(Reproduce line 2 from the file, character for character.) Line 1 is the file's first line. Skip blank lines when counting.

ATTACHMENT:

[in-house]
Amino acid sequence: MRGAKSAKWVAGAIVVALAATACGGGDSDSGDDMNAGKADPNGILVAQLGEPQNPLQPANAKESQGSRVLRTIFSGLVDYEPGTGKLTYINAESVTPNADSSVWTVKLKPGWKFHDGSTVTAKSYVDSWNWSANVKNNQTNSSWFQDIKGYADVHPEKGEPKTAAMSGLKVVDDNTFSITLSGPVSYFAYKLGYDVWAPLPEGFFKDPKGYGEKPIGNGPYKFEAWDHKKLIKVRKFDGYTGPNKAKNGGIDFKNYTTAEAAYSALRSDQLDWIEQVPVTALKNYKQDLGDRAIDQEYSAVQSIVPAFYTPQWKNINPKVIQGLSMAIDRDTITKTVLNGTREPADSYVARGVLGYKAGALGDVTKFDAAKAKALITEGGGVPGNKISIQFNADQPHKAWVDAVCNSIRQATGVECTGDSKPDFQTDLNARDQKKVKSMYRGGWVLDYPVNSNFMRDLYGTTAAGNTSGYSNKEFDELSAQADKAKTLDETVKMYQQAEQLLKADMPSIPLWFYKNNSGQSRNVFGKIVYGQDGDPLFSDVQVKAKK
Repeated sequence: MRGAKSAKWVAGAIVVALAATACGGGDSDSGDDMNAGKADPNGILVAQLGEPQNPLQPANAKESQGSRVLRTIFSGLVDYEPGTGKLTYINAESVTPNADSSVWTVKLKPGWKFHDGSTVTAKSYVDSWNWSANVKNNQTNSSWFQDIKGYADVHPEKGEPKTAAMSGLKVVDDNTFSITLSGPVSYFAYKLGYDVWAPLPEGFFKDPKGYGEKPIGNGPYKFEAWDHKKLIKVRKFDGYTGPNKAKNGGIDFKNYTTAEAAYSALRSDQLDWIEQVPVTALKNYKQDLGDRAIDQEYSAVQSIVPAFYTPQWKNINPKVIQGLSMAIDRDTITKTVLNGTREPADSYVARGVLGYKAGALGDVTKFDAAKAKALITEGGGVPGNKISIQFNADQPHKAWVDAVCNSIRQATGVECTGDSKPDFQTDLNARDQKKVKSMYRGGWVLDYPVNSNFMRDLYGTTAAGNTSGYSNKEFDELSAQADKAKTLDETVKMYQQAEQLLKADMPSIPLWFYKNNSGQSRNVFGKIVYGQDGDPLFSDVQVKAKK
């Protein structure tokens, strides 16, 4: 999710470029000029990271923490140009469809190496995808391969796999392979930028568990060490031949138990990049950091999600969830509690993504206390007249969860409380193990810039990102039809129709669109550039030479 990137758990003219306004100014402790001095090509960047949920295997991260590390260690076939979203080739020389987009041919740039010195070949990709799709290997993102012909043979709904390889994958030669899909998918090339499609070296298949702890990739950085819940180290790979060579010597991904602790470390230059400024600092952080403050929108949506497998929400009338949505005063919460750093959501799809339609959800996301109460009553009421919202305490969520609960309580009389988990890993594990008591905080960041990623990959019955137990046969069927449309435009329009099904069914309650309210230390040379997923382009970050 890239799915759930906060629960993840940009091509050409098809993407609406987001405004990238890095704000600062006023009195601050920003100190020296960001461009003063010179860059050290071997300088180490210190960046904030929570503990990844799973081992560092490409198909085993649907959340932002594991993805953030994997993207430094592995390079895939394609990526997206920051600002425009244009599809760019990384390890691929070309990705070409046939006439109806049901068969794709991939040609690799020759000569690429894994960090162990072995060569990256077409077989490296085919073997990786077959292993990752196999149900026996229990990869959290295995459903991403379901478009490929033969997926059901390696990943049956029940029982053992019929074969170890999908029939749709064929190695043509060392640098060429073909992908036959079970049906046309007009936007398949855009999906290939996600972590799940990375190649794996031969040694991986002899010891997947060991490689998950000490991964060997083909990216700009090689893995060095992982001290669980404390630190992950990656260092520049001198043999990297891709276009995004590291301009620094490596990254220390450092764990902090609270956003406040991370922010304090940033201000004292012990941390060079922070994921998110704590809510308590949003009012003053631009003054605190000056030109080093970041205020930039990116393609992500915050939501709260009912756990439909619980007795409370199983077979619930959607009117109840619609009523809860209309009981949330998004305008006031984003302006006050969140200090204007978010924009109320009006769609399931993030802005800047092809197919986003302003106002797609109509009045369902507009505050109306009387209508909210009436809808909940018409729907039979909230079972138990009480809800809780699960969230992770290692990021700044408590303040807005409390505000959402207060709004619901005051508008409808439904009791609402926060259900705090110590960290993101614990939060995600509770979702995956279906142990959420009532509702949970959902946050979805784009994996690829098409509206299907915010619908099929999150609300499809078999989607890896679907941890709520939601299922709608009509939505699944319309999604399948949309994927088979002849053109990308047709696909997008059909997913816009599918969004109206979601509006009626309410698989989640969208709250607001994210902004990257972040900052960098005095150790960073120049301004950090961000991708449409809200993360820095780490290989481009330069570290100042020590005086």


Amino acid sequence: MRGAKSAKWVAGAIVVALAATACGGGDSDSGDDMNAGKADPNGILVAQLGEPQNPLQPANAKESQGSRVLRTIFSGLVDYEPGTGKLTYINAESVTPNADSSVWTVKLKPGWKFHDGSTVTAKSYVDSWNWSANVKNNQTNSSWFQDIKGYADVHPEKGEPKTAAMSGLKVVDDNTFSITLSGPVSYFAYKLGYDVWAPLPEGFFKDPKGYGEKPIGNGPYKFEAWDHKKLIKVRKFDGYTGPNKAKNGGIDFKNYTTAEAAYSALRSDQLDWIEQVPVTALKNYKQDLGDRAIDQEYSAVQSIVPAFYTPQWKNINPKVIQGLSMAIDRDTITKTVLNGTREPADSYVARGVLGYKAGALGDVTKFDAAKAKALITEGGGVPGNKISIQFNADQPHKAWVDAVCNSIRQATGVECTGDSKPDFQTDLNARDQKKVKSMYRGGWVLDYPVNSNFMRDLYGTTAAGNTSGYSNKEFDELSAQADKAKTLDETVKMYQQAEQLLKADMPSIPLWFYKNNSGQSRNVFGKIVYGQDGDPLFSDVQVKAKK